Inspired by Acts 22:22-23:11
“While Paul was looking intently at the council he said, ‘Brothers, up to this day I have lived my life with a clear conscience before God.’ Then the high priest Ananias ordered those standing near him to strike him on the mouth. At this Paul said to him, ‘God will strike you, you whitewashed wall! Are you sitting there to judge me according to the law, and yet in violation of the law you order me to be struck?’ Those standing nearby said, ‘Do you dare insult God’s high priest?’ And Paul said, ‘I did not realize, brothers, that he was high priest; for it is written, “You shall not speak evil of a leader of your people.”’” Acts 23:1-5 (NRSV)
In all arenas of life—civic, religious, and familial—some are put in positions of authority over others. The expectation is that those leaders will maintain and uphold the virtues and principles that are supposed to govern the activities of that sphere. But when the leaders themselves fail to live according to those virtues and principles, a great deal of confusion, mistrust, and disillusionment can occur.
Paul probably knew perfectly well that Ananias was the high priest, but he used Ananias’ abuse of power to highlight the inappropriateness of his actions. The council themselves referred to Ananias as “God’s high priest” and Paul cleverly pointed out that he knew God’s high priest, a leader of God’s people, would never violate the very law he was there to uphold. Since Ananias had indeed violated that law, Paul hadn’t recognized him as high priest. Ananias’ actions did not fit his position.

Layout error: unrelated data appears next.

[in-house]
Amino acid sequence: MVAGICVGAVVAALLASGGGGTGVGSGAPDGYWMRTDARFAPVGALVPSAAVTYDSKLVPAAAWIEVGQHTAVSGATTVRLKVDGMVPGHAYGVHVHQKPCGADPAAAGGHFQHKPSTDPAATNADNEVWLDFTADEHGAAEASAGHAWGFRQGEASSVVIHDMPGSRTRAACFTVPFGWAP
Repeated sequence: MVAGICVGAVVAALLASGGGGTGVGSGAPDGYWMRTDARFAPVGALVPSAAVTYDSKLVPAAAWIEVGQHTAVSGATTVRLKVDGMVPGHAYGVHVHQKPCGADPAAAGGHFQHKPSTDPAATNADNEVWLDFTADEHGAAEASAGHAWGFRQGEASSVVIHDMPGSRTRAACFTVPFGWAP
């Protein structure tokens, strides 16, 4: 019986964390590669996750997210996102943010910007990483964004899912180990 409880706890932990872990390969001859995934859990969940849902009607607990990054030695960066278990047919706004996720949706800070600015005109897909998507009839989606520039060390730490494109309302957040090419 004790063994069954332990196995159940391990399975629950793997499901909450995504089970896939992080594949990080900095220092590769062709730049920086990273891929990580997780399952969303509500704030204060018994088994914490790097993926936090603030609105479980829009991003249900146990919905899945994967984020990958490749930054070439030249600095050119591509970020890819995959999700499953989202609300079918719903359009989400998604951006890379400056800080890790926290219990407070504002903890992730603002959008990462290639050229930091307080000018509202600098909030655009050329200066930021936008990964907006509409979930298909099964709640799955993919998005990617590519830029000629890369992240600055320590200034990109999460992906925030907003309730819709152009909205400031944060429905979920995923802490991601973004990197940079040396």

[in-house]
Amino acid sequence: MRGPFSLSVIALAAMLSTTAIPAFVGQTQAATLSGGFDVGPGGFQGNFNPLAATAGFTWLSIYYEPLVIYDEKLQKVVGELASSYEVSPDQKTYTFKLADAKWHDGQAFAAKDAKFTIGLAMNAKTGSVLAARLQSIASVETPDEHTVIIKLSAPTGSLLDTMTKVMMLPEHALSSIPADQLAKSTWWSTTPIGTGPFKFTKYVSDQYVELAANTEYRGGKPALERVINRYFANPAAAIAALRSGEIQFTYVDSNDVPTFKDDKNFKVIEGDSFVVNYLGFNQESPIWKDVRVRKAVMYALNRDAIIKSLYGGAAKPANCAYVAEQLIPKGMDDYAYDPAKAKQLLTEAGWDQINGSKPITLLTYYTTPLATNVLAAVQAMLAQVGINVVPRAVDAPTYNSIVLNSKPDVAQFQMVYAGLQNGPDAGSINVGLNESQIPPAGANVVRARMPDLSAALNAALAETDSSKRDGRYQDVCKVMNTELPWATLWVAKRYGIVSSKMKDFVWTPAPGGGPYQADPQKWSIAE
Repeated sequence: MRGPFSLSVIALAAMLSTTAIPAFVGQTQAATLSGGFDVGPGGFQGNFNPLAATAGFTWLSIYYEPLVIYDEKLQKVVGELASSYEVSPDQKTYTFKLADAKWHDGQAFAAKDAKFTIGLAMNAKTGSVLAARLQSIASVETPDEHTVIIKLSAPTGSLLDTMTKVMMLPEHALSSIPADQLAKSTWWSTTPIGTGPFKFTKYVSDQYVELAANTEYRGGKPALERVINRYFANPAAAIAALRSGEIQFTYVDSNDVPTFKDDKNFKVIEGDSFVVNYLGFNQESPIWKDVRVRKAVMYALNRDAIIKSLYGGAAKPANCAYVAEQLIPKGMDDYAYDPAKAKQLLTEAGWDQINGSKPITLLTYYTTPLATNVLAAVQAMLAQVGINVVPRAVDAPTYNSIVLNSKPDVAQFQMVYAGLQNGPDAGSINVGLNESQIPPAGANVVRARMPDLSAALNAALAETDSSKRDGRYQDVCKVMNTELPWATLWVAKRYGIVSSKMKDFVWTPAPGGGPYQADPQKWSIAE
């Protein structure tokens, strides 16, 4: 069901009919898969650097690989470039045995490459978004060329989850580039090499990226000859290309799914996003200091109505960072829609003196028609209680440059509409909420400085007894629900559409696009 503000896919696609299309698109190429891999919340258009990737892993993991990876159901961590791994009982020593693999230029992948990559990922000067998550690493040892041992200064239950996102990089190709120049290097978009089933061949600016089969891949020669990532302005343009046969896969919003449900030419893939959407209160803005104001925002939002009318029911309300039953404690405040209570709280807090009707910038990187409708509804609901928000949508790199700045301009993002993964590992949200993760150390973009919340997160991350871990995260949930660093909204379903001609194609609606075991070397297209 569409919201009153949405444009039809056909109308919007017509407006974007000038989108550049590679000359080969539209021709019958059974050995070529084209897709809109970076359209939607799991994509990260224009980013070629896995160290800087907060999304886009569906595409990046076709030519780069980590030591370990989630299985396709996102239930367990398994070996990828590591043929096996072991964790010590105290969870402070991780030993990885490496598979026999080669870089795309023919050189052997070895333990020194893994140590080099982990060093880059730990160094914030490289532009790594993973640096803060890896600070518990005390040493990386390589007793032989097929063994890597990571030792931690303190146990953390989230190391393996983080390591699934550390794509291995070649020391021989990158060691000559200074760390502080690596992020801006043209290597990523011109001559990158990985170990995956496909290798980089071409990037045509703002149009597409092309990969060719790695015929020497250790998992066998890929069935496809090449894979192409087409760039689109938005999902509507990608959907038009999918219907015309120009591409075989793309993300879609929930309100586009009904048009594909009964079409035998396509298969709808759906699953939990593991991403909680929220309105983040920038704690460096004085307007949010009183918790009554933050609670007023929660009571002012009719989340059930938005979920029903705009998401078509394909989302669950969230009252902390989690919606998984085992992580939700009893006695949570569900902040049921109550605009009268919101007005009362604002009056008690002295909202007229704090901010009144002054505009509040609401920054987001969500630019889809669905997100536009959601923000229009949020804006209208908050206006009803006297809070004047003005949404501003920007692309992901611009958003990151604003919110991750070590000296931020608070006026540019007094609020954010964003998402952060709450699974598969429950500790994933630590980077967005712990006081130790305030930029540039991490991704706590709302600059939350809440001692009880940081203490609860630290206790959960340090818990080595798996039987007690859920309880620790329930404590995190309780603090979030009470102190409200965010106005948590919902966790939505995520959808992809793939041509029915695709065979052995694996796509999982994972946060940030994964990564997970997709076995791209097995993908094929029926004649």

When we are in positions of authority, whether it’s in government, a social organization, or within our own families, we must follow the same rules and engage in the same behaviors that we expect from everyone else. We have a great deal of influence over other people; we can use it to encourage justice, or to create mistrust. Which would best serve the kingdom of God?
Let us pray. Sovereign God, you give us the power to influence others. Enable us to use that power wisely, that your principles of justice and mercy will guide all our actions and decisions. Through Christ our Lord, Amen.